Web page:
Sat, Jan 21, 2012 - Page 8 News List


Housing bubble

In response to Michael Turton’s brilliant and well-researched letter, I would like to chip in with my expertise on the Taipei property market and try to explain why there is a housing bubble, but no social housing, in Taipei (Letter, Jan. 17, page 8).

First, there’s the concept of “mean reversion” that most Taiwanese investors, unlike FINI (Foreign Institutional Investor) funds, don’t seem to understand. People forget that the construction companies putting up these massive apartments have had gross margins of more than 50 percent in the last few years, putting cash in the pockets of the 1 percent and some lucky shareholders, a sure sign of mal-investment.

And what were these builders building? They’re building palaces for the mega-rich with marble walls, full-wall mirrors, large custom bathrooms and more. In some cases, four families could live fairly comfortably in one apartment. These people who think they are investing are really only speculating.

My chartered financial analyst and equity investor friend, “Mike,” went out to look at some places and he said, “they’re all super-nice, but way out of my budget.” If he says that, single and successful as he is, it is clear that there is a problem with housing in Taipei. I rent a rooftop bai-bai temple for NT$9,000 a month and consider myself lucky because my landlady living downstairs is bearish on renting it to a local, haha.

A housing “investment” that you don’t live in, unless you rent it out, is a risk. A big one. If you don’t find a buyer and sell higher, guess what you get? Pay attention to the housing catastrophe in China to see mal-investment everywhere.

What angers me is that every single law and project was approved by Taiwan’s incompetent carpetbagger government, with no consideration for the poor and, in an increasing number of cases, the environment.

Turning back the clock, I would have mandated that all new Taipei City buildings come with at least six floors of modest, but complete small apartments in a walk-up with nice balconies, the rest being up to the builder, and with an open-to-all pool, park and fitness center on each roof, loaded with solar power panels. Young, healthy singles or students could rent smaller apartments on the fifth and sixth floors, with families and the elderly below.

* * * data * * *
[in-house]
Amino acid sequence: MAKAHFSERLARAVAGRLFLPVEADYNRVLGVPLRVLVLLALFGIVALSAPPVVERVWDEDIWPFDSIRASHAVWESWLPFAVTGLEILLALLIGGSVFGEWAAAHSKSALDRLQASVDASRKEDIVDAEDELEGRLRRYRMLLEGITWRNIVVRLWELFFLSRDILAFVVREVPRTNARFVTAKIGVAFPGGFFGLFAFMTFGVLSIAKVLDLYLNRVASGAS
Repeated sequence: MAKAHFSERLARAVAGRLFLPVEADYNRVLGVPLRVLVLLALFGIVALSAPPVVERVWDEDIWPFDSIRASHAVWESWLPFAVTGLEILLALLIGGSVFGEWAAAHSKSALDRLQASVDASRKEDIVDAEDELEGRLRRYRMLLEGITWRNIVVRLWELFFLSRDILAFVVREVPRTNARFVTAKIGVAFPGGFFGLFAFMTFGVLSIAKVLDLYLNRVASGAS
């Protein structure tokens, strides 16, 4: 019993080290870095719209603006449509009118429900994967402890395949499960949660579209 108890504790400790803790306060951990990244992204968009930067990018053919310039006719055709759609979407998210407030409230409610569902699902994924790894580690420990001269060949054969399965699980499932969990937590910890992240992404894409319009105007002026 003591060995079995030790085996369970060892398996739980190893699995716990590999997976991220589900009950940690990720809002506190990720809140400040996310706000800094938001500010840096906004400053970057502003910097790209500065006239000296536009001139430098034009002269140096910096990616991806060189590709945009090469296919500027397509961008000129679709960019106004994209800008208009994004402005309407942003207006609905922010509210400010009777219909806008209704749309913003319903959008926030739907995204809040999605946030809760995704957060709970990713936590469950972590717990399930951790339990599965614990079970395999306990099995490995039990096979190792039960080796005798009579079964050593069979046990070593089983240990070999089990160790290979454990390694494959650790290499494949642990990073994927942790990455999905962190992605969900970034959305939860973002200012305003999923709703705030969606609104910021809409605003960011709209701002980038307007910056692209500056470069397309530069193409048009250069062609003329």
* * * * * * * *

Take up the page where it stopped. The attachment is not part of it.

This building would have small shops on the bottom available for rent at reasonable rates. If all the recently-built super towers were like this, the price for retail space would not be going up. Don’t forget that Taiwan’s insurance industry is getting 3 percent returns on rent. With housing like I’m describing, if you build it, they will come.

The corrupt 1 percenters in the legislature have always passed laws that distort the market in many ways, allow land grabs at times just before harvest and drive profits their way. Don’t get me started on the National Stabilization Fund.

I strongly believe that the first countries that start to mark-to-market, instead of mark to disgraced financier Bernie Madoff, will be long-term winners. This Chinese Nationalist Party (KMT) government needs to come clean about the nation’s true sovereign deficit and adopt new policies that will help us with the inevitable reversion to the mean in the property market. That said, the luxury tax is working well, in my view, to get speculators out.

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